Friday, April 15, 2016

No Love Allowed by Kate Evangelista

No Love Allowed by Kate Evangelista
Available April 19, 2016
Swoon Reads
Received E-ARC from NetGalley for review

Synopsis from Goodreads- It's all fun and parties until someone falls in love in this modern fairy tale from author Kate Evangelista.

Caleb desperately needs a fake girlfriend. Either he attends a series of parties for his father’s law firm with a pretty girl on his arm, or he gets shipped off to Yale to start a future he’s not ready for and isn’t sure he wants. And sadly, the last unattached girl in his social circle has just made the grievous mistake of falling in love with him. Fortunately, Didi, recently fired waitress and aspiring painter, is open to new experiences. As the summer ticks by in a whirl of lavish parties, there’s only one rule: They must not fall in love!

I feel like I have to find something good to say about the story before I take it apart. So I'll say I liked the ending. It wasn't completely expected or surprising but for a romance it was nice. Nice to see that Caleb wasn't scared of Didi's bipolar disorder. And that he arranged for their first date to be something that was so completely her interests even if it was unbelievably over the top. The divide in status between Caleb and Didi never seems to come up or make a difference which seems hard to believe when Caleb's house is described as being like the "Versailles" of the United States. And Didi and her mother choose between filling her prescriptions and paying the light bill. Tell me which fork to use and title don't come up at the parties she goes to, right? But, if this had been just a fluff book, I would have bought into it all. I could have let all of that slide.

So, stop reading from here on if you don't want to read me rant because I've had enough and I'm going to let loose this time. I have edited and edited and read it out loud and to others and I hate if I sound mean, I don't mean to be, but I'm drawing the line today.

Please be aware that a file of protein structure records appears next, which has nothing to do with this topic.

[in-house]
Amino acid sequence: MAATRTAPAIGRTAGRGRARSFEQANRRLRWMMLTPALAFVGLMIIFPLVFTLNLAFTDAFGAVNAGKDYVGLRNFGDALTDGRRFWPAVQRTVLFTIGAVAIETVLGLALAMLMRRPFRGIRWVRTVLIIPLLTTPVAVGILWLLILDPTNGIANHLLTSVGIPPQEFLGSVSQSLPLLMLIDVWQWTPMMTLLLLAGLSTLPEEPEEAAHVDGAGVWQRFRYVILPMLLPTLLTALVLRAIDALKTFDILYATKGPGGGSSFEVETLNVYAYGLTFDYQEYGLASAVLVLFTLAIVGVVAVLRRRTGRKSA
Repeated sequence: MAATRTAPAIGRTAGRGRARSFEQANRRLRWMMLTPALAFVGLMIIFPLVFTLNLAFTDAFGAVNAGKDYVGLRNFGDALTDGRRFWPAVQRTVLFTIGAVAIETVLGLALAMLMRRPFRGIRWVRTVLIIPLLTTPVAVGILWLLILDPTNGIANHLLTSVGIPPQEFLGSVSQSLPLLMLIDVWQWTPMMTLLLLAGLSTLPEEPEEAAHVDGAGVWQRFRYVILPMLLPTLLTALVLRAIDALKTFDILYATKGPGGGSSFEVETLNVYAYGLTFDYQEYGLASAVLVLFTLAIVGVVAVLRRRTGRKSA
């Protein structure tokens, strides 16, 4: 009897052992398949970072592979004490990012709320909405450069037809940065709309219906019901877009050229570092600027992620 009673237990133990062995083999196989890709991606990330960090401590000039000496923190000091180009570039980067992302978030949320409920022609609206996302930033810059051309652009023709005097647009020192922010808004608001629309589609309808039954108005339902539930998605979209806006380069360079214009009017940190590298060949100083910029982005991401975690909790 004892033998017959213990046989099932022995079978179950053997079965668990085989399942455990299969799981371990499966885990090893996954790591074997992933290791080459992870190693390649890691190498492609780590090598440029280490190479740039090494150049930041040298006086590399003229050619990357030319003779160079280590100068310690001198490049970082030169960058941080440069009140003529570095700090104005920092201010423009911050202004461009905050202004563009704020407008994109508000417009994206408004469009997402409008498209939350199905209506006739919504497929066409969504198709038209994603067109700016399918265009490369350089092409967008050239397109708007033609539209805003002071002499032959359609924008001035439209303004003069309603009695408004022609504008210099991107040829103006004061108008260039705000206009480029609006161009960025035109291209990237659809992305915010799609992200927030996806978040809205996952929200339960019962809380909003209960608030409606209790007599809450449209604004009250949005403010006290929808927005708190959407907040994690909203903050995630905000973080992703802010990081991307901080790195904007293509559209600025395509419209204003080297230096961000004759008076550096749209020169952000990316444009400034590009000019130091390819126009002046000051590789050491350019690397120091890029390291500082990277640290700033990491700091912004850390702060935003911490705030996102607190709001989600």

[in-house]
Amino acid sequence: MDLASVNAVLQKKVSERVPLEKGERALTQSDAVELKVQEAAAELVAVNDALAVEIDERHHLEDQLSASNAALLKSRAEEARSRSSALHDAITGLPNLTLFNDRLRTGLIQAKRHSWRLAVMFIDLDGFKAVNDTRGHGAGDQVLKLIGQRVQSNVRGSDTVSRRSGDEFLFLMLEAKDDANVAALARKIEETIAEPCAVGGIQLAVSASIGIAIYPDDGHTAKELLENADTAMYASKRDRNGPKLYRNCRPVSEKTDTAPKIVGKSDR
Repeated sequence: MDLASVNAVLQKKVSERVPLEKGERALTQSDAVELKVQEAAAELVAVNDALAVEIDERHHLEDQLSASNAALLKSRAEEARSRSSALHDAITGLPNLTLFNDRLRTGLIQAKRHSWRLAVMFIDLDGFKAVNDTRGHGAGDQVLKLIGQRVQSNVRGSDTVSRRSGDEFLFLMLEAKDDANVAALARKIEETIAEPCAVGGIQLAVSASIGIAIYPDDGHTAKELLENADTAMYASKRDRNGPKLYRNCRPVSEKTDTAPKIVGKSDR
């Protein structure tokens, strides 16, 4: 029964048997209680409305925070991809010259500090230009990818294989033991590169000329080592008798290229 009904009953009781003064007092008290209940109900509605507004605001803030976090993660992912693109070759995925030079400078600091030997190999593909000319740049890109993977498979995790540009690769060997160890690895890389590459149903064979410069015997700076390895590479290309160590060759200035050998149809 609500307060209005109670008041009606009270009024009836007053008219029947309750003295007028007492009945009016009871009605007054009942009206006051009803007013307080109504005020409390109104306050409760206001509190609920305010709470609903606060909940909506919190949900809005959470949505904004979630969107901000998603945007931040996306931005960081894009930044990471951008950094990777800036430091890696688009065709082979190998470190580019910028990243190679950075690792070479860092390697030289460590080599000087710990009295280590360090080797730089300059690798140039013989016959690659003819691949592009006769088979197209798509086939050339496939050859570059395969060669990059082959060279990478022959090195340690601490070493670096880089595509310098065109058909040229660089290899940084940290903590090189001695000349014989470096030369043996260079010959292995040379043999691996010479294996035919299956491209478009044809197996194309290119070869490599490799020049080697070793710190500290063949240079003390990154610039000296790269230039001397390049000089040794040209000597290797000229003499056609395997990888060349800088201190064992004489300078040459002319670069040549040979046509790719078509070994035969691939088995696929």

I'll get right to the point with this story. It missed the mark. I think from the premise it could have been really good. A light fluffy summer romance. But then the author tried to throw in some issues, very weirdly. I don't know which pissed me off more as they both hit close to home. Mental illness is a disease. If a person has cancer you don't say they are cancer, you say they HAVE cancer. You see the difference in meaning? ! So Didi IS NOT bipolar, she HAS bipolar disorder. Everyone does it, I know, but it doesn't make it right. "I'm bipolar", she says as if that explains what? She is lesser than him? Let's get this straight once and for all- I HAVE BIPOLAR DISORDER,  or I HAVE SCHIZOPHRENIA, or I HAVE ADHD. People are not a disease. Give them the decency, even in books, especially in books, to call them by their name and not their disease.

Okay lets put the label aside. There is the stereotypical behavior that she gives Didi. I bet all of you think that people with bipolar disorder are awesomely creative and can only be so if they are off their medications.  I have yet to read a YA book that has written it any other way. Kate Evangelista certainly thinks so. But the writing is so all over the place that I couldn't tell if Didi was just effervescent on her own or if she was supposed to be manic. And when I knew Didi was off her meds and supposed to be manic, it wasn't her behavior that led to a problem, yet she is put in a psychiatric ward and drugged. I also question the drugs she was given in the psych ward, most people suffering from mania are not given antidepressants but Didi says she was pumped full of antipsychotics and antidepressants. Maybe I just have way too much firsthand knowledge of this stuff, but facts should be checked, STIGMAS should be erased and stereotyping should be replaced with something more creative! And making Van Gogh her favorite artist, please, could you get any more heavy handed??? Can Sylvia Plath and Virginia Woolf be her favorite poet and writer?